A faded yellow light illuminates the keyboards of a piano at center stage as an old, scratchy recording of Fats Waller sounds. So begins Ain't Misbehavin': Waller's voice, or his ghost, materializing before us. And before he and his notes have faded away, musical director Angie Benson has discreetly slipped onstage and onto the bench and, with her back to us, into the persona of a nightclub pianist as she starts to play. It's a remarkable transition, one that admits us to a different era.
Unlike traditional musical theater, Ain't Misbehavin' has little dialogue and no story line. The songs and the performances evoke the Harlem Renaissance of the 1920s and '30s — the people, the clubs, the nights, including the rent parties that helped make ends meet: The roof is rockin/The neighbors knockin.
It also transmits one huge personality and its legacy. Waller — who died in 1943, at age 39 — was known for his love of life and its pleasures. He made his passion audible in his innovative stride piano: a rhythmic jazz style rooted partly in ragtime but also highly improvisational. The force of the man and his music comes through in this spirited Spinning Tree Theatre show, nimbly directed and choreographed at Off Broadway Theatre by Michael Grayman and Andy Parkhurst.
The original 1978 production (created by Richard Maltby Jr. and Murray Horwitz) takes its name from the famous Waller song "Ain't Misbehavin' " (Ain't misbehavin', I'm savin' my love for you) and includes others, while also incorporating the lyrics (and some of the music) of other songwriters. The show won a Tony Award for Best Musical, the first musical revue to do so. And when it was re-created on Broadway 10 years later, it was nominated again.
It's easy to see why. The show is a virtual party, with blocking that eats up the stage and here makes full use of the Off Broadway space, diverting our attention from singers to band to singers to set. This is live eye candy, allowing us to feast on the action, the color and the sound.
Five distinctly talented and magnetic singers — Eboni Fondren, Jennie Greenberry, Matthew King, Ron Lackey and Linnaia McKenzie — make up an ensemble even greater than its parts. They exhibit both individual ability and strength as a group, particularly in the striking harmonies of "Black and Blue."
The band stands out equally. As the music keeps going, slow or fast, never really stopping, the musicians — Benson, percussionist Julian Goff, bassist Brian Wilson — pull us in and hold us. The show's tempo fluidly segues in seconds from company numbers to solos and duos and trios and back, altering mood and focus and energy. One song ends and the next begins, creating continual movement — no pauses, little time for applause. The show zips through 30-some numbers, each one unlike the next.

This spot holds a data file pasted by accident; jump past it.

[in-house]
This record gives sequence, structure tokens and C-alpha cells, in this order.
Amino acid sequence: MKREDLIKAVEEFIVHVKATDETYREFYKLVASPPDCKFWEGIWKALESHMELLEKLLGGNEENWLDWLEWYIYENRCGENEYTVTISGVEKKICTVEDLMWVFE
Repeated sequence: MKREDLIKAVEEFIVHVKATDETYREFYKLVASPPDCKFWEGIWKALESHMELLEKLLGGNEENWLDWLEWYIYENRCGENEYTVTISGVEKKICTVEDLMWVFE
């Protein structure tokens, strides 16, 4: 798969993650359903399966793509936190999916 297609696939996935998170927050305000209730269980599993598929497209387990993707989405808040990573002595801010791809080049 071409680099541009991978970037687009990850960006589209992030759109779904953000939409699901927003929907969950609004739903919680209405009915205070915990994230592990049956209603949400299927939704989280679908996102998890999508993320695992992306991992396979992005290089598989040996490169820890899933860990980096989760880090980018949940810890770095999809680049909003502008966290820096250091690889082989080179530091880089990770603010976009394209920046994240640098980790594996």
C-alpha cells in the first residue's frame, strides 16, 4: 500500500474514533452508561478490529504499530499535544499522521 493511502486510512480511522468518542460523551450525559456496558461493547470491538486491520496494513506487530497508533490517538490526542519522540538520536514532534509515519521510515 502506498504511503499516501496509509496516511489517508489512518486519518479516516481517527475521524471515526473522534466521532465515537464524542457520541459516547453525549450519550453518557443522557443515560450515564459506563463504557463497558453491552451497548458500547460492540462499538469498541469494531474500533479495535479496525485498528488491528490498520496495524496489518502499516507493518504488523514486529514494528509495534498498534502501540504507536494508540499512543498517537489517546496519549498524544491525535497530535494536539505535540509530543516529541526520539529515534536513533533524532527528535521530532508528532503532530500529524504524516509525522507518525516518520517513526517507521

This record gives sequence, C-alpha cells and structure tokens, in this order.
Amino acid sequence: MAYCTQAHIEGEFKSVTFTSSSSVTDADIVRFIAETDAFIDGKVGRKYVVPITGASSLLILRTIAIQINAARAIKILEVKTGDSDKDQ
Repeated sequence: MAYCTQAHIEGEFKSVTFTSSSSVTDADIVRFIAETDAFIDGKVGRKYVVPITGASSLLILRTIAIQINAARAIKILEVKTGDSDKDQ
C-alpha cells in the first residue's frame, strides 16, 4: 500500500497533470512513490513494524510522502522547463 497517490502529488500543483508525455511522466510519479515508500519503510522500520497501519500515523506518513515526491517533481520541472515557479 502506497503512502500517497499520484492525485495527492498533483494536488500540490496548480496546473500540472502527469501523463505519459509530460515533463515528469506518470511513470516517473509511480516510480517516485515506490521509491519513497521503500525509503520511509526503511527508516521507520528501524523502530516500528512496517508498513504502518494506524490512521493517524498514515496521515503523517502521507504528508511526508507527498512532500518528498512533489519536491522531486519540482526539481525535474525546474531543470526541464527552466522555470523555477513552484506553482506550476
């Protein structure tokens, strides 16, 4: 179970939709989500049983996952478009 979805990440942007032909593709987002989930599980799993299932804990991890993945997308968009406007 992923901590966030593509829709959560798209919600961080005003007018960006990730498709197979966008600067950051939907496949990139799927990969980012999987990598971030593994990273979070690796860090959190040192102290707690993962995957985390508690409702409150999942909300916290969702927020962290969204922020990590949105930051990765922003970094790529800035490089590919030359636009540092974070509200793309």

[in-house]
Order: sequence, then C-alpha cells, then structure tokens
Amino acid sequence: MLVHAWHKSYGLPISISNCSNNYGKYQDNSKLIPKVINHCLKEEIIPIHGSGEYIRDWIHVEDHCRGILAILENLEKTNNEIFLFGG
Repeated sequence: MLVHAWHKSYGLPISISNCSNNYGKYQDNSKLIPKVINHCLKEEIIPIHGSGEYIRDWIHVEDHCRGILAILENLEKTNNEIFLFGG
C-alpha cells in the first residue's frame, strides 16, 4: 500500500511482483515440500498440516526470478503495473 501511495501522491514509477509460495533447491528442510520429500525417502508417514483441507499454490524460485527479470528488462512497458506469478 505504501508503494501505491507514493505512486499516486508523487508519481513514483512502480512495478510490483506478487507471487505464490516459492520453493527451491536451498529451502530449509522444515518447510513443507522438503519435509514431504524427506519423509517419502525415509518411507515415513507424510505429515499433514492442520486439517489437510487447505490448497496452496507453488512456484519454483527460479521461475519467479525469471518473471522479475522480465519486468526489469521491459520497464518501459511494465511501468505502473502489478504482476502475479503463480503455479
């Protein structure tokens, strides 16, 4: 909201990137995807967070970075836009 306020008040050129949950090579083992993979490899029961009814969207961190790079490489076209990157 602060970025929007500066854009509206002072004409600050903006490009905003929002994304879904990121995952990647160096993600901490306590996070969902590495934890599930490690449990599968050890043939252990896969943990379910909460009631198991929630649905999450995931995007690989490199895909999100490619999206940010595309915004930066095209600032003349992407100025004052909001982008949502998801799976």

The elegant, sexy Greenberry runs her smooth voice up and down the scale like fingers on the back of your neck. A captivating McKenzie is physically small but a fusion of movement and ability. A regular presence in KC's jazz scene, Fondren adds depth and glamour with her rich voice and amusing sass. But the women don't overshadow the men. King's vocal chops add to a natural and physically expressive stage presence. And as Waller himself, Lackey lends his own considerable charm and talent.
In "The Viper's Drag," performed with the company, King dreams of a 5-foot reefer, and we imagine it, too. Then, he and Fondren are all attitude in "That Ain't Right." Lackey adds humor with "Your Feet's Too Big" and style with Greenberry in "Lounging at the Waldorf" (which will make you want to wear a hat). Whether about love ("Honeysuckle Rose," "Keepin' Out of Mischief Now"), war ("When the Nylons Bloom Again," "Cash for Your Trash"), sex ("Find Out What They Like"), good times ("The Joint Is Jumpin'") or painful times ("Mean to Me'), these singers inhabit each song and own the material.
The set, designed by Michael Benson (with assistance from his students at the University of Central Missouri), subtly evokes a club, with a twin set of stairs ascending to a platform and hugging the band between them. Paul Tilson's effective lighting design creates environment and alters mood. And the costumes, designed by Shannon Smith-Regnier, are period-appropriate and often stunning.
By the second act, I was in one of those Harlem nightclubs, and by the end of the show I was ready to dance onto the stage myself. It's a sin to tell a lie, we hear, and I truly wanted the party to go on and on. Too bad Off Broadway's show doesn't run for weeks or months as it would in New York. But we still have a couple of weeks for the sort of show that could draw us in, again and again.